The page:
I’ve spent longer than I meant dealing with last week’s session so I’ll turn to what happened today. I think that is important because, as expected, the mainstream media has shown no interest in the evidence given by people who are closely involved in the harms caused by drugs and know what they are talking about whereas they were happy to write about the celebrity witnesses from previous committee sessions.
First up at today’s session2 were Danny Kushlick, Transform Drug Policy Foundation, and Niamh Eastwood, Release. Ms Eastwood began by saying that the new report from Release3 looks at what has happened in twenty countries around the world that have introduced some form of decriminalisation. In summary, what has happened is that the sky has not fallen in as many prohibitionists predicted.
Kushlick’s opening remarks were that he had given evidence to the committee in 2001, when David Cameron was a member, and he was disappointed that, in spite of that committee’s conclusion that drug policy should be re-examined, things had become worse in terms of the harms being caused by current policy.
Though the HASC is expected to produce a report supported by the majority of its members, if not all, the hearings do give individual members a chance to press their own agendas. Thus Lorraine Fullbrook, Conservative MP for South Ribble, said that on the committee’s visit to Colombia they had heard a lot of people calling for change but no-one seemed able to say what change would look like. She was a bit taken aback when Kushlick pointed out that Transform produced a book in 2009 called ‘After the War on Drugs: Blueprint for Regulation’4 setting out ways of regulating different substances to take account of their potential for harm.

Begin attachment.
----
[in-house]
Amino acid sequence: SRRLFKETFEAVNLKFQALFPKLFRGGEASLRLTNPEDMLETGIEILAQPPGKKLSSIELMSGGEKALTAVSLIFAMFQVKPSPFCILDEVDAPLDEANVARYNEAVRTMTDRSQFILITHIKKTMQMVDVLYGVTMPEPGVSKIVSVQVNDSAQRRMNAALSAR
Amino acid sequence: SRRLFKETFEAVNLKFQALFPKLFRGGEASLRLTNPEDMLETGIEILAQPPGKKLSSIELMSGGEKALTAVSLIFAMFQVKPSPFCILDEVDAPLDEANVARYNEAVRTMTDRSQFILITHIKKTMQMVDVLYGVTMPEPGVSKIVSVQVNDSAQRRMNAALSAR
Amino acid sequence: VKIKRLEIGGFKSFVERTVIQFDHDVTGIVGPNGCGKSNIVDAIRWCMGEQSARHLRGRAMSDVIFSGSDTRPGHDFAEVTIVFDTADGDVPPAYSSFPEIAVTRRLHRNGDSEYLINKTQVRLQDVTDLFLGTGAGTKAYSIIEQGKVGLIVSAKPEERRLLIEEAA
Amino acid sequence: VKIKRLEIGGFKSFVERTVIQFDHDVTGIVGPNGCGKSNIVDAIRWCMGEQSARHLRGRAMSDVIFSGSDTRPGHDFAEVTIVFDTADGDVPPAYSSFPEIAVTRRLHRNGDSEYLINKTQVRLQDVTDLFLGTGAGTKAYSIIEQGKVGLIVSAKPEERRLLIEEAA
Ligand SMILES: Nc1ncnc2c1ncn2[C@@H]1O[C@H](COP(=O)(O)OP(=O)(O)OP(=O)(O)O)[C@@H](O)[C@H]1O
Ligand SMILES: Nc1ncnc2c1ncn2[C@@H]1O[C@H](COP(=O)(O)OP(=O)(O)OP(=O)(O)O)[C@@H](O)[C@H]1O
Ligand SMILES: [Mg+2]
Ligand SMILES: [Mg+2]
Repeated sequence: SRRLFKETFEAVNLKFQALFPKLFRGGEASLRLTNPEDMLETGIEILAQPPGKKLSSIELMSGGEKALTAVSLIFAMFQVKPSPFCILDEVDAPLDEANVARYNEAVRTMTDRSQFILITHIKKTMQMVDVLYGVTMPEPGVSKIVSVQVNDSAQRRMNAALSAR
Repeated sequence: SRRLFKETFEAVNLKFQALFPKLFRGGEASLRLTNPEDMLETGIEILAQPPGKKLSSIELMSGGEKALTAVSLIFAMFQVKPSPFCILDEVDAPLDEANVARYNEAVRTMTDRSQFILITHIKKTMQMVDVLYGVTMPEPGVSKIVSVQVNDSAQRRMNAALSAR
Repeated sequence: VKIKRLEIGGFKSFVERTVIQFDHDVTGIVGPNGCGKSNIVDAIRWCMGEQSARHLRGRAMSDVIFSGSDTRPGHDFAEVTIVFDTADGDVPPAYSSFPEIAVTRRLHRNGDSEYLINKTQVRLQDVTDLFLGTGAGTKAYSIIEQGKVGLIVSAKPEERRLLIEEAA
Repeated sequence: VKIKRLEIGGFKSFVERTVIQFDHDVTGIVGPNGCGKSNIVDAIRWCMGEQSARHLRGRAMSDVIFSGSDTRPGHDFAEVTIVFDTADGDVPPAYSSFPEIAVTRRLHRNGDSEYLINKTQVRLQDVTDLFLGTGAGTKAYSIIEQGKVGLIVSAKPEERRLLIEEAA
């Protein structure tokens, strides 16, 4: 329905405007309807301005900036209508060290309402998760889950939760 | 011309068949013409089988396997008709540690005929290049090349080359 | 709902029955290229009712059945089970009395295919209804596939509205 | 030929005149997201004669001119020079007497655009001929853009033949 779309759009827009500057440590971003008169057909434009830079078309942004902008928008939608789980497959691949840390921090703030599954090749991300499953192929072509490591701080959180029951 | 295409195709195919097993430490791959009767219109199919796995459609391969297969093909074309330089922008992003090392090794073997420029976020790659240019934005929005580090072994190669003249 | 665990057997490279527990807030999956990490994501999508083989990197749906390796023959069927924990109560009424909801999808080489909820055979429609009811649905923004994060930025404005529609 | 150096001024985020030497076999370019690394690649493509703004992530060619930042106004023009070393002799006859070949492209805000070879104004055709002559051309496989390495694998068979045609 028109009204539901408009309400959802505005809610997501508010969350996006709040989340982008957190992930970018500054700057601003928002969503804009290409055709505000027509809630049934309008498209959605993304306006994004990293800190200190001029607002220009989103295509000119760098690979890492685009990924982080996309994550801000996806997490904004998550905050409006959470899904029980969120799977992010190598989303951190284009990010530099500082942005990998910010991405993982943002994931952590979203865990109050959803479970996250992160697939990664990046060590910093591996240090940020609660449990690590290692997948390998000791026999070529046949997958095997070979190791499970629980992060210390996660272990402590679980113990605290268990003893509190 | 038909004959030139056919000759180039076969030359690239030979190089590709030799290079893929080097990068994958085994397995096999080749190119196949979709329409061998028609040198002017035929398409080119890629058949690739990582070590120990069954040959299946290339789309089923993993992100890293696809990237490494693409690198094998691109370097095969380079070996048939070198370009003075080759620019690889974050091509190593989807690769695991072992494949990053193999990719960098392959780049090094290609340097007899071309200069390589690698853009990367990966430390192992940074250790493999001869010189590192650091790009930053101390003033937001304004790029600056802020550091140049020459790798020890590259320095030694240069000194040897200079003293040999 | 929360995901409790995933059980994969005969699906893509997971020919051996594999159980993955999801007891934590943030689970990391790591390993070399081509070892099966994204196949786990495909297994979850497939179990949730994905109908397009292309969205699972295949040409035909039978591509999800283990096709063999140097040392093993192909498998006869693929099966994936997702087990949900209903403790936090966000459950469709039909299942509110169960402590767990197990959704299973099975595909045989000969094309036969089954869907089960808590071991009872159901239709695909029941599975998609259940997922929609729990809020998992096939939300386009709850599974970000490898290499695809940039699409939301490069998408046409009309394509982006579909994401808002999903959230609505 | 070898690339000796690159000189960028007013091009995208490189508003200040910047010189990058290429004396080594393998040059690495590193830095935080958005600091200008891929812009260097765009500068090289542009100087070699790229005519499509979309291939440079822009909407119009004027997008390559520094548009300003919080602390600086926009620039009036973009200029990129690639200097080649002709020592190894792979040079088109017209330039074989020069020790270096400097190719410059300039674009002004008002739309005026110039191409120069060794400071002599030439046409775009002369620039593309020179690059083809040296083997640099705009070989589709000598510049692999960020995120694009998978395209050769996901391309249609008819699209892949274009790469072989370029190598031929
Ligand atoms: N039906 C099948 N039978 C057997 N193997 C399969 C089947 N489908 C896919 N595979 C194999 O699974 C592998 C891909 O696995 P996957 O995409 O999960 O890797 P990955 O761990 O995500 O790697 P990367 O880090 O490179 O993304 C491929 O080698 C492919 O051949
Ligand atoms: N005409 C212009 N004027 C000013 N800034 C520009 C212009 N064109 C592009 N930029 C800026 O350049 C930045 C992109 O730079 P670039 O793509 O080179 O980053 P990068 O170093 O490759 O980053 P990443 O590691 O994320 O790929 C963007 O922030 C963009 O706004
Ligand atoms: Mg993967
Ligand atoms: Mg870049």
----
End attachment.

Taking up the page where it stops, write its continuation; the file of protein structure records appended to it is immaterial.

Kushlick also pointed out that there is already a large industry producing medicines from opium grown under regulations so changing from prohibition to regulation is not a step into the dark.
Bridget Phillipson, Labour MP for Houghton and Sunderland South, said that alcohol had become more problematic as it became more available and thought the same would happen with drugs. Danny Kushlick compared drinks companies, who have been allowed to push their products to young people for many years, with the organised drug gangs who do the same with the illegal psychoactives. He said that better regulation was required for alcohol as well as drugs.
There were some useful points brought out about drug dealers being champions of prohibition and the shift in public opinion seen by the recent YouGov5 poll for the Sun6 but Michael Ellis, Conservative MP for Northampton North, misrepresented the results of the survey by suggesting that 78% of people still believe drugs should be illegal. I checked back with the video because this seemed to me to be important. What Mr Ellis said was that the survey found that 78% of people think ‘killer’ drugs should remain illegal. The survey actually found that ‘With regard to hard drugs such as heroin and crack cocaine’ 79% believe ‘The sale and possession of such drugs should remain a criminal offence as now’.